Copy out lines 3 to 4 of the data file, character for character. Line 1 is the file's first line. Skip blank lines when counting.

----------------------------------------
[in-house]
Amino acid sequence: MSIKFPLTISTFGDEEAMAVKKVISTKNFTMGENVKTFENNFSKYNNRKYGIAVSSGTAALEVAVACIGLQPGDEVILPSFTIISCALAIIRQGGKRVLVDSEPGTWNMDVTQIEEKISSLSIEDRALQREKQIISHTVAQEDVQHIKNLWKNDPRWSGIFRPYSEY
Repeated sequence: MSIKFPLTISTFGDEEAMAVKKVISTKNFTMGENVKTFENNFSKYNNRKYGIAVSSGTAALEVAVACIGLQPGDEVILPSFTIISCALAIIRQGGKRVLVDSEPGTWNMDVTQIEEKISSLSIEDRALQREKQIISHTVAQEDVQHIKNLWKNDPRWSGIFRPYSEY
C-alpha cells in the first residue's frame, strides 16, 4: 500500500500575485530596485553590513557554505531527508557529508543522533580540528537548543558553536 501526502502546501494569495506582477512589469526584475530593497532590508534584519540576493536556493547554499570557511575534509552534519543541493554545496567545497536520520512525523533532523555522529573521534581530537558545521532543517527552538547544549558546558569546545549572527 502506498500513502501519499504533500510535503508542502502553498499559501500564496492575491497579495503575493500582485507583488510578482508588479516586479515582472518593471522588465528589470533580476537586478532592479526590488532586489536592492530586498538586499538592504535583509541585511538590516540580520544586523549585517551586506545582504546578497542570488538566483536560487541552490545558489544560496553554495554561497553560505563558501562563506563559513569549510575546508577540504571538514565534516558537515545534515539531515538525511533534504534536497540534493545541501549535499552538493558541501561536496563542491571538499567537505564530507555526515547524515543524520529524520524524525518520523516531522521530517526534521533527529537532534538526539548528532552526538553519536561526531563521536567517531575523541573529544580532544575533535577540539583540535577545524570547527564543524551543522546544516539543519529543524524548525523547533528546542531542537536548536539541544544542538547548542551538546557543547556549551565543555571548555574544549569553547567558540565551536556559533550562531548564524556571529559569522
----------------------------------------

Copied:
Repeated sequence: MSIKFPLTISTFGDEEAMAVKKVISTKNFTMGENVKTFENNFSKYNNRKYGIAVSSGTAALEVAVACIGLQPGDEVILPSFTIISCALAIIRQGGKRVLVDSEPGTWNMDVTQIEEKISSLSIEDRALQREKQIISHTVAQEDVQHIKNLWKNDPRWSGIFRPYSEY
C-alpha cells in the first residue's frame, strides 16, 4: 500500500500575485530596485553590513557554505531527508557529508543522533580540528537548543558553536 501526502502546501494569495506582477512589469526584475530593497532590508534584519540576493536556493547554499570557511575534509552534519543541493554545496567545497536520520512525523533532523555522529573521534581530537558545521532543517527552538547544549558546558569546545549572527 502506498500513502501519499504533500510535503508542502502553498499559501500564496492575491497579495503575493500582485507583488510578482508588479516586479515582472518593471522588465528589470533580476537586478532592479526590488532586489536592492530586498538586499538592504535583509541585511538590516540580520544586523549585517551586506545582504546578497542570488538566483536560487541552490545558489544560496553554495554561497553560505563558501562563506563559513569549510575546508577540504571538514565534516558537515545534515539531515538525511533534504534536497540534493545541501549535499552538493558541501561536496563542491571538499567537505564530507555526515547524515543524520529524520524524525518520523516531522521530517526534521533527529537532534538526539548528532552526538553519536561526531563521536567517531575523541573529544580532544575533535577540539583540535577545524570547527564543524551543522546544516539543519529543524524548525523547533528546542531542537536548536539541544544542538547548542551538546557543547556549551565543555571548555574544549569553547567558540565551536556559533550562531548564524556571529559569522